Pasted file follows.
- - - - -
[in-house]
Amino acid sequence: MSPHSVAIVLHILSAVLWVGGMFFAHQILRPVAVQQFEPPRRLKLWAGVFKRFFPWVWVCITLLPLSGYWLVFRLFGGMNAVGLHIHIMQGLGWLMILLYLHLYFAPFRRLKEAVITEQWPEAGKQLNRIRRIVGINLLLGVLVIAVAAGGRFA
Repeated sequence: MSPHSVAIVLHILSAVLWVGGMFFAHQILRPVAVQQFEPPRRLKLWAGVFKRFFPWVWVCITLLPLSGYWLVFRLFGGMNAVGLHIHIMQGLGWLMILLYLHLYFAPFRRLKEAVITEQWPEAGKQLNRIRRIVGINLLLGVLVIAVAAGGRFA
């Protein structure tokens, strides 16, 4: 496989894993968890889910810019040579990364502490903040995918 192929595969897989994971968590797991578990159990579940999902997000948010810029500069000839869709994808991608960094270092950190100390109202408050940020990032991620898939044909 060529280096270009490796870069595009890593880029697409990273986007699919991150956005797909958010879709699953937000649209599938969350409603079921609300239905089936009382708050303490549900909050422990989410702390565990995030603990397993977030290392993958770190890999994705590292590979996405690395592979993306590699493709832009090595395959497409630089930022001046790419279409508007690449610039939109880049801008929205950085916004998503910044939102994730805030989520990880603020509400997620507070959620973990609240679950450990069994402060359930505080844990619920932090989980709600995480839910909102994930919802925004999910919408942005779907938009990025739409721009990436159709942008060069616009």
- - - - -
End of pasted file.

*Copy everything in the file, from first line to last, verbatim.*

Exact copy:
[in-house]
Amino acid sequence: MSPHSVAIVLHILSAVLWVGGMFFAHQILRPVAVQQFEPPRRLKLWAGVFKRFFPWVWVCITLLPLSGYWLVFRLFGGMNAVGLHIHIMQGLGWLMILLYLHLYFAPFRRLKEAVITEQWPEAGKQLNRIRRIVGINLLLGVLVIAVAAGGRFA
Repeated sequence: MSPHSVAIVLHILSAVLWVGGMFFAHQILRPVAVQQFEPPRRLKLWAGVFKRFFPWVWVCITLLPLSGYWLVFRLFGGMNAVGLHIHIMQGLGWLMILLYLHLYFAPFRRLKEAVITEQWPEAGKQLNRIRRIVGINLLLGVLVIAVAAGGRFA
């Protein structure tokens, strides 16, 4: 496989894993968890889910810019040579990364502490903040995918 192929595969897989994971968590797991578990159990579940999902997000948010810029500069000839869709994808991608960094270092950190100390109202408050940020990032991620898939044909 060529280096270009490796870069595009890593880029697409990273986007699919991150956005797909958010879709699953937000649209599938969350409603079921609300239905089936009382708050303490549900909050422990989410702390565990995030603990397993977030290392993958770190890999994705590292590979996405690395592979993306590699493709832009090595395959497409630089930022001046790419279409508007690449610039939109880049801008929205950085916004998503910044939102994730805030989520990880603020509400997620507070959620973990609240679950450990069994402060359930505080844990619920932090989980709600995480839910909102994930919802925004999910919408942005779907938009990025739409721009990436159709942008060069616009």